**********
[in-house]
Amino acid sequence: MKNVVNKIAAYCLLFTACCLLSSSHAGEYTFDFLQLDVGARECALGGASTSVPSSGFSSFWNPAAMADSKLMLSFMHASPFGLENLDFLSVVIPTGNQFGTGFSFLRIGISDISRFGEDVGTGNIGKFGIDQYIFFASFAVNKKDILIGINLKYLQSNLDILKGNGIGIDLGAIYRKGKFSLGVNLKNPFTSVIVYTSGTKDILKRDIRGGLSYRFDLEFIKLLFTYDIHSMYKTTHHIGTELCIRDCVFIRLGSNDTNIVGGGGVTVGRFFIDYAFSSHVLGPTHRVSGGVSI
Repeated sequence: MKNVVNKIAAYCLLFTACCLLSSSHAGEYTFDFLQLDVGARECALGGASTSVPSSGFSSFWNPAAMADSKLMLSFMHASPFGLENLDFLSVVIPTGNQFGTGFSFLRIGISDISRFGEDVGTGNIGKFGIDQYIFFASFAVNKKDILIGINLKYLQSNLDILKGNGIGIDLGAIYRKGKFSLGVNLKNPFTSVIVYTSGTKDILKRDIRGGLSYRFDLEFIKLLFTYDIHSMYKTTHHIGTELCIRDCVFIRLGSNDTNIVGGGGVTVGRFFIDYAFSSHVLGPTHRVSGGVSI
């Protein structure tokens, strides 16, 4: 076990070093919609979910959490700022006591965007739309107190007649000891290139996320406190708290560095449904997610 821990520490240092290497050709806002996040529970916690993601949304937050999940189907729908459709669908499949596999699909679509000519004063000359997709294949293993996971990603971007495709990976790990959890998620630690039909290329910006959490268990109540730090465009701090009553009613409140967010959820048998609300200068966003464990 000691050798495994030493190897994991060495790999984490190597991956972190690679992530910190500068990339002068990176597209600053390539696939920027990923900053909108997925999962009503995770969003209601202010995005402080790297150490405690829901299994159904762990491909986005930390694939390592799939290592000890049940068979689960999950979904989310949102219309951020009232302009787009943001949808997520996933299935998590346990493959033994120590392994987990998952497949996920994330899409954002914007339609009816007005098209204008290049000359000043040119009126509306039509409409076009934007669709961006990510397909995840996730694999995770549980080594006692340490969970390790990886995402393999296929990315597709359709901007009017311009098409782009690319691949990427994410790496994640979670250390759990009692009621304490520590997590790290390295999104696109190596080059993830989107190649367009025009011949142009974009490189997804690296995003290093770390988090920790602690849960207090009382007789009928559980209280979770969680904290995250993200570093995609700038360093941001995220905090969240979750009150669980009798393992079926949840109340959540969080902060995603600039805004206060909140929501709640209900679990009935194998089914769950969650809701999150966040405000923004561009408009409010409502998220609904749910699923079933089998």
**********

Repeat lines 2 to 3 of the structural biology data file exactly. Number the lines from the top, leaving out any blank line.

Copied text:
Amino acid sequence: MKNVVNKIAAYCLLFTACCLLSSSHAGEYTFDFLQLDVGARECALGGASTSVPSSGFSSFWNPAAMADSKLMLSFMHASPFGLENLDFLSVVIPTGNQFGTGFSFLRIGISDISRFGEDVGTGNIGKFGIDQYIFFASFAVNKKDILIGINLKYLQSNLDILKGNGIGIDLGAIYRKGKFSLGVNLKNPFTSVIVYTSGTKDILKRDIRGGLSYRFDLEFIKLLFTYDIHSMYKTTHHIGTELCIRDCVFIRLGSNDTNIVGGGGVTVGRFFIDYAFSSHVLGPTHRVSGGVSI
Repeated sequence: MKNVVNKIAAYCLLFTACCLLSSSHAGEYTFDFLQLDVGARECALGGASTSVPSSGFSSFWNPAAMADSKLMLSFMHASPFGLENLDFLSVVIPTGNQFGTGFSFLRIGISDISRFGEDVGTGNIGKFGIDQYIFFASFAVNKKDILIGINLKYLQSNLDILKGNGIGIDLGAIYRKGKFSLGVNLKNPFTSVIVYTSGTKDILKRDIRGGLSYRFDLEFIKLLFTYDIHSMYKTTHHIGTELCIRDCVFIRLGSNDTNIVGGGGVTVGRFFIDYAFSSHVLGPTHRVSGGVSI